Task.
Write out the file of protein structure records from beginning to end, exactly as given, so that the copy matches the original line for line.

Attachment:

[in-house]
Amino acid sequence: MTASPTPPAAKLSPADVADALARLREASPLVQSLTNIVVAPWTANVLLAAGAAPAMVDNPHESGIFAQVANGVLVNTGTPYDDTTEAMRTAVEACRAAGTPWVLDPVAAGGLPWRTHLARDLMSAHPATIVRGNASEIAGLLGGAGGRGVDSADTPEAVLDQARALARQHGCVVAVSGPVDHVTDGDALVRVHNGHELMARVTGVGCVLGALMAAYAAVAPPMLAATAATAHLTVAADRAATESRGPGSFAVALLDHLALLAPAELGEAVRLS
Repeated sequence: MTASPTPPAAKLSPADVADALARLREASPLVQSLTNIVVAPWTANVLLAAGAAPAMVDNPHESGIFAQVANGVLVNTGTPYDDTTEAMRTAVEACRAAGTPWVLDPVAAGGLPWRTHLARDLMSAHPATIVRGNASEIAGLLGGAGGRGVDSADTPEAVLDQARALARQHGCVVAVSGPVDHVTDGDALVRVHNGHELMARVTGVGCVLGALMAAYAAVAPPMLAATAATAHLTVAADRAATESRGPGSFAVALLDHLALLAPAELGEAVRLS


[in-house]
Amino acid sequence: MTASPTPPAAKLSPADVADALARLREASPLVQSLTNIVVAPWTANVLLAAGAAPAMVDNPHESGIFAQVANGVLVNTGTPYDDTTEAMRTAVEACRAAGTPWVLDPVAAGGLPWRTHLARDLMSAHPATIVRGNASEIAGLLGGAGGRGVDSADTPEAVLDQARALARQHGCVVAVSGPVDHVTDGDALVRVHNGHELMARVTGVGCVLGALMAAYAAVAPPMLAATAATAHLTVAADRAATESRGPGSFAVALLDHLALLAPAELGEAVRLS
Repeated sequence: MTASPTPPAAKLSPADVADALARLREASPLVQSLTNIVVAPWTANVLLAAGAAPAMVDNPHESGIFAQVANGVLVNTGTPYDDTTEAMRTAVEACRAAGTPWVLDPVAAGGLPWRTHLARDLMSAHPATIVRGNASEIAGLLGGAGGRGVDSADTPEAVLDQARALARQHGCVVAVSGPVDHVTDGDALVRVHNGHELMARVTGVGCVLGALMAAYAAVAPPMLAATAATAHLTVAADRAATESRGPGSFAVALLDHLALLAPAELGEAVRLS